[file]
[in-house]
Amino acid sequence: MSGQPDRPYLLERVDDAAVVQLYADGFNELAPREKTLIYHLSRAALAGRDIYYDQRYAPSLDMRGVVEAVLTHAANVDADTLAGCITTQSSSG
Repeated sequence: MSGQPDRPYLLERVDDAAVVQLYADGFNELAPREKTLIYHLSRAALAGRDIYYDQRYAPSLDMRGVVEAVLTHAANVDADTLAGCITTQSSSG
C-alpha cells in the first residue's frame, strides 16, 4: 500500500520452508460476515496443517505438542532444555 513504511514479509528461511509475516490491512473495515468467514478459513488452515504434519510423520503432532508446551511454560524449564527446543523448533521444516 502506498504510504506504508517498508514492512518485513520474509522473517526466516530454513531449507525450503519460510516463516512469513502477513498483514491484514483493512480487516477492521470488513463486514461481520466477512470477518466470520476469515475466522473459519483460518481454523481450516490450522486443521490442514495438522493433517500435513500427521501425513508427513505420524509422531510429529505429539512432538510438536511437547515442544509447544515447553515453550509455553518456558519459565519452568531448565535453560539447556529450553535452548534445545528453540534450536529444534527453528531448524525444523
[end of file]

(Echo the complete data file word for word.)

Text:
[in-house]
Amino acid sequence: MSGQPDRPYLLERVDDAAVVQLYADGFNELAPREKTLIYHLSRAALAGRDIYYDQRYAPSLDMRGVVEAVLTHAANVDADTLAGCITTQSSSG
Repeated sequence: MSGQPDRPYLLERVDDAAVVQLYADGFNELAPREKTLIYHLSRAALAGRDIYYDQRYAPSLDMRGVVEAVLTHAANVDADTLAGCITTQSSSG
C-alpha cells in the first residue's frame, strides 16, 4: 500500500520452508460476515496443517505438542532444555 513504511514479509528461511509475516490491512473495515468467514478459513488452515504434519510423520503432532508446551511454560524449564527446543523448533521444516 502506498504510504506504508517498508514492512518485513520474509522473517526466516530454513531449507525450503519460510516463516512469513502477513498483514491484514483493512480487516477492521470488513463486514461481520466477512470477518466470520476469515475466522473459519483460518481454523481450516490450522486443521490442514495438522493433517500435513500427521501425513508427513505420524509422531510429529505429539512432538510438536511437547515442544509447544515447553515453550509455553518456558519459565519452568531448565535453560539447556529450553535452548534445545528453540534450536529444534527453528531448524525444523